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9th November 2016 - Photography at high altitude - an evening with Tom Richardson

The most recent meeting of the camera club was taken to new heights quite literally when club chairman Peter Tickner welcomed mountaineer Tom Richardson. Tom’s presentation was titled ‘Judgement days in a mountaineering life’ and certainly his images showed just how much careful decisions have to be made when lives are at risk at high altitude.
We saw magnificent scenery, plenty of bearded climbers and the highest world peaks of Everest, K2 and many more besides. However, it was Tom’s commentary which really brought home the hazardous nature of his chosen pursuit. It is true to say that there were many shaken heads as he described coping with emergencies, stolen equipment, the regular return to where he had just climbed because of forgotten items, dealing with the problems of using oxygen cylinders and not least the decisions that had to be made to slaughter a sheep if his party wanted to eat.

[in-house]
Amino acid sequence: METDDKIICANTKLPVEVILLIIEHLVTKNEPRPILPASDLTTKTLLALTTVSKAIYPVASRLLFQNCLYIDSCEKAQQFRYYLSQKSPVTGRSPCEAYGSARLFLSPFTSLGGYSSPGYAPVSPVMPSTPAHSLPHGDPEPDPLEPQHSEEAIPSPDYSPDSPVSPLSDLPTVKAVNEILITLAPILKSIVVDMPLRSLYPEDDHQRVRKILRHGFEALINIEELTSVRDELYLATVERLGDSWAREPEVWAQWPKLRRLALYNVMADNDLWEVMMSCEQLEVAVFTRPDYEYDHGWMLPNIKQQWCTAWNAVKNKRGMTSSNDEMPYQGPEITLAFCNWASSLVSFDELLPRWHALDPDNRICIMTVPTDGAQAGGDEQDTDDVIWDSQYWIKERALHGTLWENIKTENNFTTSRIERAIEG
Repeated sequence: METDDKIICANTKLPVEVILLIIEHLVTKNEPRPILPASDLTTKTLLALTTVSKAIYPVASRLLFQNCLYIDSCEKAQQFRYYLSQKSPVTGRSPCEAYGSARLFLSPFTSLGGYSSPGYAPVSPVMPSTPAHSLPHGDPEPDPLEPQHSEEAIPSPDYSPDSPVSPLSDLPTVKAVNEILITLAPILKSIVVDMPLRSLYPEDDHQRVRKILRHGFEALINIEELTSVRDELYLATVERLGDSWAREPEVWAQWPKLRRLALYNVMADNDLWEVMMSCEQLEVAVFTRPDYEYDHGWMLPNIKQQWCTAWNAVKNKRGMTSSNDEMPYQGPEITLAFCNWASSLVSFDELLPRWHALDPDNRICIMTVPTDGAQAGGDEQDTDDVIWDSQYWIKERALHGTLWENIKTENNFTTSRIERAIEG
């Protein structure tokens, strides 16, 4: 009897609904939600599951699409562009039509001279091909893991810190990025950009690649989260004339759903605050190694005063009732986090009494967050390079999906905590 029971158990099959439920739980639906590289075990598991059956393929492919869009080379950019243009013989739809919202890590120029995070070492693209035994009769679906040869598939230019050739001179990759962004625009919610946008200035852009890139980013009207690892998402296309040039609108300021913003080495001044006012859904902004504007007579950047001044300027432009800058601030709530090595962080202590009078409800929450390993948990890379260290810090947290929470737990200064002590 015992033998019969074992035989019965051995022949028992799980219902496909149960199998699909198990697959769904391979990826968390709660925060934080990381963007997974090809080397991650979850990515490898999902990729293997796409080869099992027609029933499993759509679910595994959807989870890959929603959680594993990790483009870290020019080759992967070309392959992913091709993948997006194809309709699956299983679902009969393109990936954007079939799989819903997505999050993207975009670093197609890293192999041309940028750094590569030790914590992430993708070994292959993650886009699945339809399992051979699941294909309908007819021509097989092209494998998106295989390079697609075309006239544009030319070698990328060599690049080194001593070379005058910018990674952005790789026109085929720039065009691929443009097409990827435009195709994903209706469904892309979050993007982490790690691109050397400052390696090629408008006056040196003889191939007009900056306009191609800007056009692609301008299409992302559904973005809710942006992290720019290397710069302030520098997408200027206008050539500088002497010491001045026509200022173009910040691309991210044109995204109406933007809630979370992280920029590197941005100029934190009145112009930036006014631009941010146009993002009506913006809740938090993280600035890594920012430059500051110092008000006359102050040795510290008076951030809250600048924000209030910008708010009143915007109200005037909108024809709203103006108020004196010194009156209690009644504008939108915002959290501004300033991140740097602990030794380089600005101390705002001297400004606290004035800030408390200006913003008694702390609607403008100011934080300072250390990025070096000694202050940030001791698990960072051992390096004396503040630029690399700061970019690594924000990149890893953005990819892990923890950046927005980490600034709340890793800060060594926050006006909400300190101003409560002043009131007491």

You might think that after falling off his first mountain in 1979 that this would have been a significant deterrent. But not so. Since then Tom has been climbing mountains all over the world.
Photography up mountains presents its own challenges not least the ability to press the shutter in sub-zero temperatures and so he now works with a small Canon compact with a big on/off shutter button. As a photographer he had just three rules – always have your camera out, take pictures and the more dangerous the situation the better the picture! Not many of us were keen to follow all these rules!
Tom followed his presentation with a lively question and answer session in which we discovered that yes he does do ordinary things like gardening but at the end of the day there is always another mountain to climb.